Jay Michaelson
Am I "Religious"?, p.4

If there is a difference between love of people and love of God, it’s that the former has an Other, but the latter is nondualistic. God is me is you is the tree is the ashes of the dead. The cycle of expansion and contraction is more real than any of its temporary manifestations. We are, to invoke Star Trek, living on the holodeck; all of us are temporary, flickering motes of energy, organized by the mind of God. In contrast, to flatten the earthly beloved into me is an act of inhumanity. In his particularity, he is Other than me. That is what makes love a state of growth and a place of discovery: there is Other than me. It works, to a point, for God too.

Yet ultimately, when I look into my beloved’s eyes, God sees Godself.

And what does God see? I experience a profound sense of being at home. Writing to you, I would say-

Relax: the entire world is on your side. Because there are no sides.

The experience you are having right now has no inside and no outside.

“You” are not even having this experience, if by “you” we mean the person with your name, history, traits, and flaws.

This moment is being experienced by God, manifesting as you, and also manifesting as a seemingly infinite number of other points in the universe, the overwhelming majority of which our minds cannot comprehend.

That the world is on your side does not mean you can do whatever you want and everything will be “fine.” Of course, you can do whatever you want (don’t try this part), but then you have to accept everything that might happen as a result. You can jump off a bridge, but you will die. You can act unethically, but you will cause suffering, and if you are really being open, that is a painful consequence to know. (If you’re not working on being open, please listen to reason, obey the Golden Rule, and minimize doing harm.) And some of the manifestations of God in the world will react with fear, rejection, even violence, if you act in certain ways. So, yes, there are no sides – but there are still consequences.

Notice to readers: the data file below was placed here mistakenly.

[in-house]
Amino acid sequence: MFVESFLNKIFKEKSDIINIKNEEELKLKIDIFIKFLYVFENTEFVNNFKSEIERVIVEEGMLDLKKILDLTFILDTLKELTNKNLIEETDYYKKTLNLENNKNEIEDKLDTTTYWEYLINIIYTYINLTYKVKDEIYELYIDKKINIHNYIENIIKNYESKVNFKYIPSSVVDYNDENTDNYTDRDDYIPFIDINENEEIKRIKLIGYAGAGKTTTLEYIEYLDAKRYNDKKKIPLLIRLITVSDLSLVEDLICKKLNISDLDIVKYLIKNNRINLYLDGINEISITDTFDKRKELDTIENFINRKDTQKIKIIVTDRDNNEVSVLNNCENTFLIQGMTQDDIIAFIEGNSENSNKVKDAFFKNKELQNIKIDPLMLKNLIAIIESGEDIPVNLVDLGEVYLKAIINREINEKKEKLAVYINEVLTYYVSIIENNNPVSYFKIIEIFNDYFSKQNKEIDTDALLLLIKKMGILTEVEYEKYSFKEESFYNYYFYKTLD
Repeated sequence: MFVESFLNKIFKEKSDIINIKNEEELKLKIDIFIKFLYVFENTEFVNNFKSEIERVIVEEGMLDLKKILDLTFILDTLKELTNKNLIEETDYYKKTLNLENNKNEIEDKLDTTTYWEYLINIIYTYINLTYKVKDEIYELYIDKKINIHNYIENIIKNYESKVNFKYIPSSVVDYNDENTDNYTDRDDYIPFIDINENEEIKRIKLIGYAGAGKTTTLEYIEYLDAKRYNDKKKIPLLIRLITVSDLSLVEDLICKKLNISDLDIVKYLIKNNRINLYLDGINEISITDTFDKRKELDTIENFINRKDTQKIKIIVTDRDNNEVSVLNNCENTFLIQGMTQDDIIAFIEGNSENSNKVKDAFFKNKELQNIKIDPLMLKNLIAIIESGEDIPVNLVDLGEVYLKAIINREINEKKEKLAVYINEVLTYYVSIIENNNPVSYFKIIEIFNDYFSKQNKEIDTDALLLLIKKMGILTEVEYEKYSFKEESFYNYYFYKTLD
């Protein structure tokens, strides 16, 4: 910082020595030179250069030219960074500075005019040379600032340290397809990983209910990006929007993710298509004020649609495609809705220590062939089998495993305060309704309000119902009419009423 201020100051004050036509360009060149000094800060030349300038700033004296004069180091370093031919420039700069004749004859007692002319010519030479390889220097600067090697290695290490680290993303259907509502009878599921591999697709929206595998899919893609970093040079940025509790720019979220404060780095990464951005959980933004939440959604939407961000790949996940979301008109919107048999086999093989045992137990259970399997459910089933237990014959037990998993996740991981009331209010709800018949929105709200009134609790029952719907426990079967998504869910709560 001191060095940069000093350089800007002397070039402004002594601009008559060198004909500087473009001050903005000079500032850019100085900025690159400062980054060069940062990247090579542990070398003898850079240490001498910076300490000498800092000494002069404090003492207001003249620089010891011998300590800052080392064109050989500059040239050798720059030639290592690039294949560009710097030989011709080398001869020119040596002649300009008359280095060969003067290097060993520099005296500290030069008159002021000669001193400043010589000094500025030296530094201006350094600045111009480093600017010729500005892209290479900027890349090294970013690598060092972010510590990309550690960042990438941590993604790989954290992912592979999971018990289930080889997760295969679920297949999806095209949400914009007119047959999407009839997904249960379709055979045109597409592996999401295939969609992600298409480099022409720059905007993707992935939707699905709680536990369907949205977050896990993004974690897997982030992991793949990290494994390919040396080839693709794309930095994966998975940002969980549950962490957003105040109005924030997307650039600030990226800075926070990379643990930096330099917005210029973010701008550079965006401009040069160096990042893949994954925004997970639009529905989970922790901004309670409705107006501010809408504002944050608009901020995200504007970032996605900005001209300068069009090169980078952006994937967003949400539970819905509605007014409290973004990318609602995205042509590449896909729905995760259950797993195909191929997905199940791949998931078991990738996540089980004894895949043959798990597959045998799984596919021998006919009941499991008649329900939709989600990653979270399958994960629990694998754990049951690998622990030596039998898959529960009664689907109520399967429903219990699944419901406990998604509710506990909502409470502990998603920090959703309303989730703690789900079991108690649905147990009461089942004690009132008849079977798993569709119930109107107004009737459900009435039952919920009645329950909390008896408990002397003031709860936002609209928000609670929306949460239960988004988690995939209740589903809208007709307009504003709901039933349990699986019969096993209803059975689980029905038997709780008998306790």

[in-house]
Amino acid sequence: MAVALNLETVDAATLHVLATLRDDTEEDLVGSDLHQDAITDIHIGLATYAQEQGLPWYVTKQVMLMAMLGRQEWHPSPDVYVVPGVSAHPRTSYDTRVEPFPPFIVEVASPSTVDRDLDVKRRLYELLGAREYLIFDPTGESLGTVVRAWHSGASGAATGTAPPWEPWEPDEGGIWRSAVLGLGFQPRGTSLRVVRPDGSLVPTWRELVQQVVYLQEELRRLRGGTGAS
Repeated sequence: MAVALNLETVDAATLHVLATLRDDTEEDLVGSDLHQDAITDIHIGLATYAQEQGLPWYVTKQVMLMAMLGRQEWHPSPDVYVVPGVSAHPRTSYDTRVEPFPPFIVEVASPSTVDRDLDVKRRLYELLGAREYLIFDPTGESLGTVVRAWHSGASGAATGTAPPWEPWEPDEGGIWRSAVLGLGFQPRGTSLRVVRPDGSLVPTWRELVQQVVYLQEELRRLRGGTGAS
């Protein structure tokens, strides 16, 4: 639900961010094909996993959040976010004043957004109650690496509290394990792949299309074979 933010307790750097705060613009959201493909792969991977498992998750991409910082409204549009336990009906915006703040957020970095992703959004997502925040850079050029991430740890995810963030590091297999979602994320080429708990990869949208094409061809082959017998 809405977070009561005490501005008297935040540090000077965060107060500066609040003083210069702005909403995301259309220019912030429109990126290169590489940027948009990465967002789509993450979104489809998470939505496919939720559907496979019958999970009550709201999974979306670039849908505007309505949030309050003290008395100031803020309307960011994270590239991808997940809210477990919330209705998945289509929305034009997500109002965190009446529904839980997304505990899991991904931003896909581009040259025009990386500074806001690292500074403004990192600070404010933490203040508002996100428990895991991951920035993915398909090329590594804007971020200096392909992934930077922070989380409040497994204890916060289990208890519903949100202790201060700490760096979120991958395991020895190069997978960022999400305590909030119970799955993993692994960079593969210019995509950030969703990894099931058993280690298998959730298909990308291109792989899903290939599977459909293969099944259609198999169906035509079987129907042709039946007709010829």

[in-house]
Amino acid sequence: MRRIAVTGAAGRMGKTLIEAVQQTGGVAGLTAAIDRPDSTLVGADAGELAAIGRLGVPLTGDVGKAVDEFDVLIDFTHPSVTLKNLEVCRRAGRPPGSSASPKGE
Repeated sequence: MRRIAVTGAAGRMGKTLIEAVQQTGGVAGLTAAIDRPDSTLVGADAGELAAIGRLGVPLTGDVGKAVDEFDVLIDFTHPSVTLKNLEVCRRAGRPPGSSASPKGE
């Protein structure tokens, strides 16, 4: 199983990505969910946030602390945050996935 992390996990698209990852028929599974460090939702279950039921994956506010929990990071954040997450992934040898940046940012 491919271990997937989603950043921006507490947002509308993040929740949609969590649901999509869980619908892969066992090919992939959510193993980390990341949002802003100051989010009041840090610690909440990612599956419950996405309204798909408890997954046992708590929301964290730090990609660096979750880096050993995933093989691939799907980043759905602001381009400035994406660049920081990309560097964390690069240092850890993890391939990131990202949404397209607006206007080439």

Better not to yell ‘fire’ in a crowded theater, or cross the street without looking. Trust in Allah, but tie your camel up at night.

Finally, while the world may be God, most things are not fine. Righteous people suffer. Evil people win. There is no explanation. Deal with it. My editor calls this a copout – “your theodicy is that you have no theodicy.” That is correct. In the face of children with disease, my explaining mind shuts up. I learn more from just being present, observing, feeling.

Most of us, fortunately, experience such extreme pain only a few times in our lives. But we live in ordinary pain all the time. Maybe we can deal with it by allowing it, not by lying and saying that everything is ok, or that a human-like god has a plan. Instead, allow an anxiety attack (or temper tantrum, or sadness) to happen; breathe through it, see what it feels like. Be curious. Make room for both hesed (openness) and gevurah (boundaries) in your life, accepting both, skillfully dancing between them. Reject nothing, and be blind to nothing.

Religion is not a matter of opinion, and should thus not be a matter of lies either. If giving up on certain core beliefs of my faith community means that I am a heretic, so be it. I don’t care to strive with others for ownership of holy words like religious, or Jewish, or Buddhist. I prefer to open my eyes, so that God can see and love Itself in everything that is Here.

[1]       [2]       [3]       4
Images: James Turrell, Space that Sees,
photographed by Jay Michaelson

Jay Michaelson is the chief editor of Zeek. He will be on retreat from November 5 through December 17, and will be teaching at Limmud UK and Limmud NY afterwards. To join his mailing list, click here.

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From previous issues:

God Likes New Things
Abraham Joshua Heschel
trans. by Jonathan Boyarin

Jews, Goddesses, and the Zohar
Jill Hammer

Zionism and Colonialism
Michael Shurkin